McGillivray, J.A. discusses the requirements to succeed in a plea for unilateral mistake in Alampi v. Swartz et al.  1 O.R. 488 (Ont. C.A.) commencing at page 494:
To succeed on a plea of unilateral mistake the defendant must establish:
- that a mistake occurred;
- that there was fraud or the equivalent of fraud on the plaintiff's part in that she knew or must be taken to have known when the agreement was executed that the defendant misunderstood its significance and that she did nothing to enlighten the defendant: Blay v. Pollard & Morris, [103-] 1 K.B. 628; Farah v. Barki,  2 D.L.R. 657,  S.C.R.107.
It is hardly necessary to add that an allegation of fraud should be pleaded. In May v. Platt,  1 Ch. 616 (in Blay v. Pollard, supra), Farwell, J. states at p. 623:
In my judgement, in order to get a rescission after conveyance, the allegations would have had to be very different. I have always understood the law to be that in order to obtain rectification there must be a mistake common to both parties, and if the mistake is only unilateral, there must be fraud or misrepresentation amounting to fraud. It is true that Lord Romilly in Harris v. Pepperell, L.R. 5 Eq. 1 and Garrard v. Frankel, 30 Beav. 445 and perhaps Bacon V.-C. in Paget v. Marshall, 28 Ch. D. 255, appear to have shrunk from stigmatising the defendants' conduct in terms as fraud, but they treated it as equivalent to fraud, and in my opinion would have had no jurisdiction to grant the relief that they did in the absence of fraud. Rescission after conveyance of land can only be obtained on the ground of unfair dealing: see Brownlie v. Campbell , (1980) 5 App. Cas. 937, per Lord Selborne; Soper v. Arnold, 37 Ch. D. 102, per Lord Cotton L.J. It is only necessary to say this in the present case, in consequence of the defendant's argument. If it were a case of fraud, which unravels everything, there would be no difficulty in looking into the evidence to see how the contract was induced, as well as how it was carried out. but in the absence of fraud, of which there is no suggestion, I cannot see how the evidence could be admitted for any purpose whatever.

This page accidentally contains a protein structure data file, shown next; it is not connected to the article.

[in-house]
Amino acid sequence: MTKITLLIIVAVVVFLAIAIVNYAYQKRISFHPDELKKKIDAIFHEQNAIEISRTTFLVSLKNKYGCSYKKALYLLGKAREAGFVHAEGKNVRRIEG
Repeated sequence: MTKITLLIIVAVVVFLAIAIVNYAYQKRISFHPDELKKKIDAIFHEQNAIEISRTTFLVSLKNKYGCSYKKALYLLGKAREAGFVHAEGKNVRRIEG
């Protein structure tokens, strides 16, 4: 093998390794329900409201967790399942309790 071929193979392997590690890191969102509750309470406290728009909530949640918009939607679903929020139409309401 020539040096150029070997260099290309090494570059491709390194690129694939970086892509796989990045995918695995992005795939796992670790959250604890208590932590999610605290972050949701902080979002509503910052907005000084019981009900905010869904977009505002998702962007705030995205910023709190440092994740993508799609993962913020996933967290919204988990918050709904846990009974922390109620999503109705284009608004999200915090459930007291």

In the present case there is no allegation of fraud and no indication in the pleadings that fraud is suggested. Even, however, were an amendment to the pleadings to be allowed I am of the opinion that the evidence falls short of establishing the equivalent of fraud on the plaintiff's part. There were, of course, no actual representations made by the plaintiff, fraudulent or otherwise, but if proved to the Court's satisfaction that the plaintiff was aware of an error on the defendants' part and by her silence she deliberately allowed them to be misled, the Court might treat such silence as the equivalent of fraud and grant relief. ...
Unconscionability, fraud or sharp business practices